We were counting down the miles and making good time. The squalls weren’t more breezy, but lightning lit up the sky, with horizontal pulses every few seconds throughout the night. We were blissfully outside the center of the most intense weather cells, but Mark’s early morning watch took us through a three hour long thunderstorm with heavy rain and strong, shifty winds. The lightning was worrisome, but never dangerously close. We dodged the worst of it. Twenty four hours were up and the barometer still read less than 1013 mb– good news as 1015 mb meant no wind. Every hour sailing felt like a gift. Blessed be the weather dieties, for they pushed that high away from our route and gave us a sweet breeze all the way into Niue!
Once safely moored we heard from other cruisers who made different choices. One couple stayed on course to Niue and faced sustained 30 knot winds with gusts to 40 knots and 4 to 5 meter seas. Fortunately, they sustained no damage. Other folks already at Niue braved the moorings in a westerly wind and swell; a dreadful night on the mooring balls led to the loss of one dinghy when the sustained bashing ripped the attachment ring from the hull (serious business as there are no replacement dinghies between here and New Zealand), and a sleepless night as the reef was only seconds away if a mooring broke loose. That led the woman of one couple to spend the night in a hotel rather than stay aboard for a white knuckle night. Smart decision, as anyone who thinks they can save a boat from crashing on a reef with only a few seconds to react is fooling themselves.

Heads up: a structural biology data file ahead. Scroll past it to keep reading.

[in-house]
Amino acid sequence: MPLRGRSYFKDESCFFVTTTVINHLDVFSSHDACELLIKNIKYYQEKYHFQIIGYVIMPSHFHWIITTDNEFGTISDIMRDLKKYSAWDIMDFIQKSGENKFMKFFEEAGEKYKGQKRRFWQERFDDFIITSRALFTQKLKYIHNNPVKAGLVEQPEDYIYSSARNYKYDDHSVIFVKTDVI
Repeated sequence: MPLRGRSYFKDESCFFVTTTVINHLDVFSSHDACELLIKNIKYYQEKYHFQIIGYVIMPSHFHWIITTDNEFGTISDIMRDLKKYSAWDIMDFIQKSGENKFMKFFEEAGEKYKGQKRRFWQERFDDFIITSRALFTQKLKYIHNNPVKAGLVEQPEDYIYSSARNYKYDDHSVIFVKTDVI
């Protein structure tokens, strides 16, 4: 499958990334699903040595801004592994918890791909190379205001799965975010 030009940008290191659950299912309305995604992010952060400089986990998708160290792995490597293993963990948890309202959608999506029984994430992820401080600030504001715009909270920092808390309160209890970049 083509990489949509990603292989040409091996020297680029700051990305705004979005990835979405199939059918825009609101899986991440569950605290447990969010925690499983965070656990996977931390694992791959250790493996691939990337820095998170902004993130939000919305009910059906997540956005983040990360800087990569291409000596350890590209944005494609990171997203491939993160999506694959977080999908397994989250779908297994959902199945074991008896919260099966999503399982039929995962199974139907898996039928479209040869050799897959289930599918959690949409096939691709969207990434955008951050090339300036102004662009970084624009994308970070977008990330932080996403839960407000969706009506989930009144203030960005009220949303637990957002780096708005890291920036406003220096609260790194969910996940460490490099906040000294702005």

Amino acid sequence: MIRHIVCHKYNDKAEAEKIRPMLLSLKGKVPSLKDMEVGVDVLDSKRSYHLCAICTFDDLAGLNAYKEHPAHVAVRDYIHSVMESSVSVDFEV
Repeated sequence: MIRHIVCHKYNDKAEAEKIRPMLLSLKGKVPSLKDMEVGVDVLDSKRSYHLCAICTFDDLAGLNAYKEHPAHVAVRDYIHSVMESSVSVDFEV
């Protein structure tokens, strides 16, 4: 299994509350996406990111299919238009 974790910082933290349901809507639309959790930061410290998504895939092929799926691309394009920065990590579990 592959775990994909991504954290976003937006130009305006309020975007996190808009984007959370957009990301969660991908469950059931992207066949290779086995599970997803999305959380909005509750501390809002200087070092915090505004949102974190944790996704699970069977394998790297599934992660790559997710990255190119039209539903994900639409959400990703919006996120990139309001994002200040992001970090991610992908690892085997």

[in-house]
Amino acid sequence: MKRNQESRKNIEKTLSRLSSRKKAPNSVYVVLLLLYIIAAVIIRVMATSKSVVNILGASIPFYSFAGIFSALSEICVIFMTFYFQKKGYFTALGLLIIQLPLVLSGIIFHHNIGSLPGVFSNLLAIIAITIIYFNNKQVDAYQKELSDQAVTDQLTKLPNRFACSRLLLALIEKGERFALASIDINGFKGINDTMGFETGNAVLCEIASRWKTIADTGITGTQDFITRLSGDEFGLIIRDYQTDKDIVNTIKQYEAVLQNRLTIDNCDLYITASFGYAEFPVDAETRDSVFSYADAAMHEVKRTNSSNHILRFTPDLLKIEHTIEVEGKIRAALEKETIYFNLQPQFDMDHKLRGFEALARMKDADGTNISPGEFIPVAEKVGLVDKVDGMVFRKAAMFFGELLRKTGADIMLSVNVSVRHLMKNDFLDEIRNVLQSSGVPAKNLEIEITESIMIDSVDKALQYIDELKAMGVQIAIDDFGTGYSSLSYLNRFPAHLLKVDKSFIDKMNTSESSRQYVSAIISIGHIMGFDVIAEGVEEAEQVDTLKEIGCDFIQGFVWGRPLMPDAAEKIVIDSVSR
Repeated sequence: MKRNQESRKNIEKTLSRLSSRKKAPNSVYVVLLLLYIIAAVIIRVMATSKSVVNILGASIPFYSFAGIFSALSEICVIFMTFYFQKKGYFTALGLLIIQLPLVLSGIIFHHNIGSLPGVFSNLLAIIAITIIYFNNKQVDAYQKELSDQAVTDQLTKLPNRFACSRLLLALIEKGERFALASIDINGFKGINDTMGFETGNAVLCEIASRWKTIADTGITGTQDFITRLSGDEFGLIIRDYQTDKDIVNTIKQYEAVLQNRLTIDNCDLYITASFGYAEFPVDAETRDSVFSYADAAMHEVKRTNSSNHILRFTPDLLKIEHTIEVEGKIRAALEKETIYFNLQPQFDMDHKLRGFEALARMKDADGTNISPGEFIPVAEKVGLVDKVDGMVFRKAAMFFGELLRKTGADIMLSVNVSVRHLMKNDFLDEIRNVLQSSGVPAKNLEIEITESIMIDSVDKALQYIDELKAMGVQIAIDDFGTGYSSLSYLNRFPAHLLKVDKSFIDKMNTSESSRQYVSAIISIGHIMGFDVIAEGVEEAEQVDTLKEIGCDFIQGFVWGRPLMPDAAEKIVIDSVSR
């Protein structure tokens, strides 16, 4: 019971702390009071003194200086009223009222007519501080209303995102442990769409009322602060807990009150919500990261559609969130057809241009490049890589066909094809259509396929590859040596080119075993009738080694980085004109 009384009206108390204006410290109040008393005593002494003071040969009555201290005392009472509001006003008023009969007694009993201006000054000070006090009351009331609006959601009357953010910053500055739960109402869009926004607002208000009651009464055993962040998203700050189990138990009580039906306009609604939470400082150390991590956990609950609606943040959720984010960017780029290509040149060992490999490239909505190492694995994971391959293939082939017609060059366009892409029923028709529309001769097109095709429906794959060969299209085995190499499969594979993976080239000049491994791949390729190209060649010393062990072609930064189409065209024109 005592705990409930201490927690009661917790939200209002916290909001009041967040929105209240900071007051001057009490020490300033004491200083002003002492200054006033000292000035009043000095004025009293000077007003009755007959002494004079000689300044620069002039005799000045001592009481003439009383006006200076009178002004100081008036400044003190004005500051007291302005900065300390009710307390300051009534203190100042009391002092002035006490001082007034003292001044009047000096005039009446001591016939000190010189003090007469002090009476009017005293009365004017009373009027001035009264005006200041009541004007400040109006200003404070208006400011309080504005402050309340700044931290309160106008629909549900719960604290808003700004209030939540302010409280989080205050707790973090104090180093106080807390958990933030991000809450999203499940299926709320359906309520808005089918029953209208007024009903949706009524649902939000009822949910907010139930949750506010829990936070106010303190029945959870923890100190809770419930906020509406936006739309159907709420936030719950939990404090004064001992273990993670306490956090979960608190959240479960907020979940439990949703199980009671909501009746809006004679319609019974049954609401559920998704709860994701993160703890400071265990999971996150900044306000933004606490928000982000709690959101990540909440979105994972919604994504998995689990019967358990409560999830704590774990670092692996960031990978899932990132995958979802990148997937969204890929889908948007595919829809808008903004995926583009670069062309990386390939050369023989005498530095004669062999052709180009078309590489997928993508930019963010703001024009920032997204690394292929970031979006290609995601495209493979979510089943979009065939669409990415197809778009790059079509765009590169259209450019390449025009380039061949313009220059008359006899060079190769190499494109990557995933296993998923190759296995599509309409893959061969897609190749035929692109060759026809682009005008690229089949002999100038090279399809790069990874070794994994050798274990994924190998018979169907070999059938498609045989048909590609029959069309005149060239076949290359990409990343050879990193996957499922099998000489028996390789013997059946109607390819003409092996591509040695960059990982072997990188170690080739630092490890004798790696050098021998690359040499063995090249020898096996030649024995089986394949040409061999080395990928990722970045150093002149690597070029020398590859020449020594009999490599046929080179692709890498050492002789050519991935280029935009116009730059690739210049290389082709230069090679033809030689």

Papa’s magic parking spot kept us in conditions that were relatively benign and nothing more than we face when we sail down the California coast. Thank you Papa and Nana for altering your daily plans so that you could be weather router par excellence!
The passage behind us, a treasure trove of adventures awaits. Tonight we go to a presentation on the humpback whales and the ongoing research based in Niue, followed by a preview of a National Geographic special on the island. Sunday we tour Niue by rental car (alas, no public transport here) to visit the numerous limestone caves and caverns, as well as the national forest which sensibly integrates people’s subsistence strategies into the management plan. And then there’s whale watching, snorkeling in crystal clear water, and the joys of cafes and restaurants (including an Indian restaurant run by a Punjabi family with whom we spoke Hindi with only a bit of French creeping in at the edges – our brain seems to have only one track for languages other than English). We’ll also enjoy internet, where we can read your comments that are otherwise not visible to us at sea, post some photos, bandwith permitting, and perhaps, if we are brave enough, read the news of the rest of the world that we’re blissfully oblivious to while at sea. Needless to say, we’re staying as long as the weather allows!